Shakespeare’s Julius Caesar took on unruly cultural relevance this summer with the controversy surrounding the Public Theater’s Shakespeare in the Park production. If that brouhaha got you curious about how a four-hundred-year-old play can still shake people up, you may want to have a look at another provocative staging of Caesar happening this season. Shedding an explicit focus on contemporary politics, the company Pocket Universe has set the Bard’s tale in an all-girl high school. Conceived by Alyssa May Gold and directed by Katie Young, this production, with an all-female cast, wants to look at Shakespeare’s themes of power, betrayal, and friendship through the eyes of teenage girls. Eager to present a story that would leave the Bechdel test in its dust, this adaptation provides a window into the distinct psychological pressures created in a circle of ambitious young women.

-Nicole Serratore

Theater

Julius Caesar

Shakespeare’s Julius Caesar took on unruly cultural relevance this summer with the controversy surrounding the Public Theater’s Shakespeare in the Park production. If that brouhaha got you curious about how a four-hundred-year-old play can still shake people up, you may want to have a look at another provocative staging of Caesar happening this season. Shedding an explicit focus on contemporary politics, the company Pocket Universe has set the Bard’s tale in an all-girl high school. Conceived by Alyssa May Gold and directed by Katie Young, this production, with an all-female cast, wants to look at Shakespeare’s themes of power, betrayal, and friendship through the eyes of teenage girls. Eager to present a story that would leave the Bechdel test in its dust, this adaptation provides a window into the distinct psychological pressures created in a circle of ambitious young women.

-Nicole Serratore

Dance

Dans(c)e

The portmanteau-creating parentheses in his ensemble’s name reference the fact that Dylan Crossman, a veteran of the Merce Cunningham Dance Company’s Legacy Tour and a star performer in Sally Silvers’s recent Tenderizer, grew up in the South of France and studied in London. His four-year-old troupe looks at identity issues in human behavior, in a fifty-minute world premiere, Here We Are, which investigates “intimacy and interpersonal connection within a formalist context,” with a nod to the social encounters experienced during moments of political upheaval and oppression. Performers in Here We Are include Jason Collins,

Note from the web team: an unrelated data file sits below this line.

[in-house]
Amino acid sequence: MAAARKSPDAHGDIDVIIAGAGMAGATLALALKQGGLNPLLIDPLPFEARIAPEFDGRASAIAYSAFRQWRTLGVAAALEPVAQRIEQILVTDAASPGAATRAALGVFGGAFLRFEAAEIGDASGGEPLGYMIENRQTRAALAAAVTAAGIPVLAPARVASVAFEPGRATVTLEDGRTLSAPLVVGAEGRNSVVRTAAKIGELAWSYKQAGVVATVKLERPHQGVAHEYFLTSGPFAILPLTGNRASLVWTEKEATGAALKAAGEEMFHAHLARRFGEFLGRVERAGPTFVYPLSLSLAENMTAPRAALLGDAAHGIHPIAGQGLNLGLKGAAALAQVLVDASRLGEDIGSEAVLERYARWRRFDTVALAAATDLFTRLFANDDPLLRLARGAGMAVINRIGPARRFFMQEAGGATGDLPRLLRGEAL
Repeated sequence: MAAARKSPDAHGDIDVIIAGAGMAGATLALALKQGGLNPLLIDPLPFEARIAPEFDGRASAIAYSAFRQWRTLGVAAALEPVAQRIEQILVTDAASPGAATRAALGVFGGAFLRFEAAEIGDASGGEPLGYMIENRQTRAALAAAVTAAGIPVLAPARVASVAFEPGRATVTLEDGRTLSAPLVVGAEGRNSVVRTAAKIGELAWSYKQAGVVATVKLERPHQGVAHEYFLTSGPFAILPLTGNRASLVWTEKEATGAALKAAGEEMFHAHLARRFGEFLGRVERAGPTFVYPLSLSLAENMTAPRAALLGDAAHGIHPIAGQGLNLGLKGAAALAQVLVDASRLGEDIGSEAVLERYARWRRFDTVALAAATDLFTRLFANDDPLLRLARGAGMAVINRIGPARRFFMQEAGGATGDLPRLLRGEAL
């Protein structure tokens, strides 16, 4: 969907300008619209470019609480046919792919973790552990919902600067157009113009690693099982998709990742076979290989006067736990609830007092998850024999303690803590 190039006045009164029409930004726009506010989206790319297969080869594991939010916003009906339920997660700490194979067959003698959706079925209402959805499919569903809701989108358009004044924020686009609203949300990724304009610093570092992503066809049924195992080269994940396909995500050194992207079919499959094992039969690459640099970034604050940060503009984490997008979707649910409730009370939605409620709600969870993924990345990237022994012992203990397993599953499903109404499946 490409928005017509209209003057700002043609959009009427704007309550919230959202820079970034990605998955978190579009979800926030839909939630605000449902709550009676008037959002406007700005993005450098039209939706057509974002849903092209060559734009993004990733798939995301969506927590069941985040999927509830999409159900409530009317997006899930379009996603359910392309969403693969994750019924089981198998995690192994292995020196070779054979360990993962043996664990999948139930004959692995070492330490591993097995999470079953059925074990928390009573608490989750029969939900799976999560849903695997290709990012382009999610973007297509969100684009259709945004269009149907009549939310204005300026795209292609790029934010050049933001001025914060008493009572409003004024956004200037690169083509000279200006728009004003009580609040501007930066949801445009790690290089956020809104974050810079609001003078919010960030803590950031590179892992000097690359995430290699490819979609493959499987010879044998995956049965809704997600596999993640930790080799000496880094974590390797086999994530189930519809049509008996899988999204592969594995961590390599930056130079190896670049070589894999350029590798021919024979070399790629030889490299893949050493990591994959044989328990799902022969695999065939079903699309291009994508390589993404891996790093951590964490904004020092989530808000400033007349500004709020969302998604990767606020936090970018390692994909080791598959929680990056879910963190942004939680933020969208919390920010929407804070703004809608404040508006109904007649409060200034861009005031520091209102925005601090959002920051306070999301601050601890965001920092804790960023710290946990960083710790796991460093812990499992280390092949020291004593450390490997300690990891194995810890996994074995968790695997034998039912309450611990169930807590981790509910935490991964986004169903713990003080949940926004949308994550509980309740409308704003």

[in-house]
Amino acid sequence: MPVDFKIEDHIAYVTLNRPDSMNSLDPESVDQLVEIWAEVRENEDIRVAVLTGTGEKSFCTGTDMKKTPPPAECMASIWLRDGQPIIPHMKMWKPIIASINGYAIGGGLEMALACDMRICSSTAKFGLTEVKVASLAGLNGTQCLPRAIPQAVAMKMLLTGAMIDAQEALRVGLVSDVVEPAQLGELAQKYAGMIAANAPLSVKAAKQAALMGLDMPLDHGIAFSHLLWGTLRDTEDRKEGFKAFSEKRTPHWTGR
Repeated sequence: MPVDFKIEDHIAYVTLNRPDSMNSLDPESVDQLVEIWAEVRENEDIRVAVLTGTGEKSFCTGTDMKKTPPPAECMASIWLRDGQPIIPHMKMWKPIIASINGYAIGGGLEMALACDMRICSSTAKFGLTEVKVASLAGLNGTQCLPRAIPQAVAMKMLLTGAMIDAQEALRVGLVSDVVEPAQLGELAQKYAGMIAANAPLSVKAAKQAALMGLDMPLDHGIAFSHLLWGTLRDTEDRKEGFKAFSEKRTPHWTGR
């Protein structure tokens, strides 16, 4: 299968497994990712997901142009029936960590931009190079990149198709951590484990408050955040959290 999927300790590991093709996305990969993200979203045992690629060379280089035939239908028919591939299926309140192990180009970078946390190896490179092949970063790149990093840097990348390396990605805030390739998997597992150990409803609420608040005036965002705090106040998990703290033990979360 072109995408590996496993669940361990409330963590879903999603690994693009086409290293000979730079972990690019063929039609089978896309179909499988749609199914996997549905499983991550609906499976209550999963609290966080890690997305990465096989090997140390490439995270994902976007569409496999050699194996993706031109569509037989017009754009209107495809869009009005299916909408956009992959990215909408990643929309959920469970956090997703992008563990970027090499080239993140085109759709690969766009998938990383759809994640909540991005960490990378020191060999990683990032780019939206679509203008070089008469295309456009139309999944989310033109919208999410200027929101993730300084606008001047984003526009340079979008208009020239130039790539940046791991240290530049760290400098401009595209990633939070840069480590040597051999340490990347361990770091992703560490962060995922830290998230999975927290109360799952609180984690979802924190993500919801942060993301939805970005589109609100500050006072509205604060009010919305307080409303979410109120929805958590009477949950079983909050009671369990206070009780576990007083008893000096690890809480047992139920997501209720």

Una Ludviksen, Sherah Shipman, and Brandon Washington, as well as the choreographer. French artist and scenographer Hubert Lafore, whose work centers on relational patterns, collaborates on the visual landscape, and electronic composer Jesse Stiles creates the sound score.

Dance

Dans(c)e

The portmanteau-creating parentheses in his ensemble’s name reference the fact that Dylan Crossman, a veteran of the Merce Cunningham Dance Company’s Legacy Tour and a star performer in Sally Silvers’s recent Tenderizer, grew up in the South of France and studied in London. His four-year-old troupe looks at identity issues in human behavior, in a fifty-minute world premiere, Here We Are, which investigates “intimacy and interpersonal connection within a formalist context,” with a nod to the social encounters experienced during moments of political upheaval and oppression. Performers in Here We Are include Jason Collins,
Una Ludviksen, Sherah Shipman, and Brandon Washington, as well as the choreographer. French artist and scenographer Hubert Lafore, whose work centers on relational patterns, collaborates on the visual landscape, and electronic composer Jesse Stiles creates the sound score.

Fri

6/30

Music

Daniel Bachman

Photo: Courtesy Facebook

Guitar virtuoso Daniel Bachman makes good winter music, spare and thoughtful, but let’s be honest — the raw, twangy blister of his finger-picking is also summer as hell. At 27, Bachman, who hails from Fredericksburg, Virginia (the same hometown of the late, great guitarist Jack Rose), has quietly emerged as one of the heavyweights on the American Primitivism music scene. 2015 saw the release of the lush River, and last year brought his self-titled record, which was a little more zoomed-out, with a little more drone; if River was the potluck, then Daniel Bachman was the slow panorama over the food after the party, once the yard has emptied and the thunder starts rolling in. Heard in-person, Bachman’s acoustics roil, rush, and then wash right over you. Will Stratton and Daryl Rahn open his Baby’s set.

—Sarah Edwards

Film

The Song of Bernadette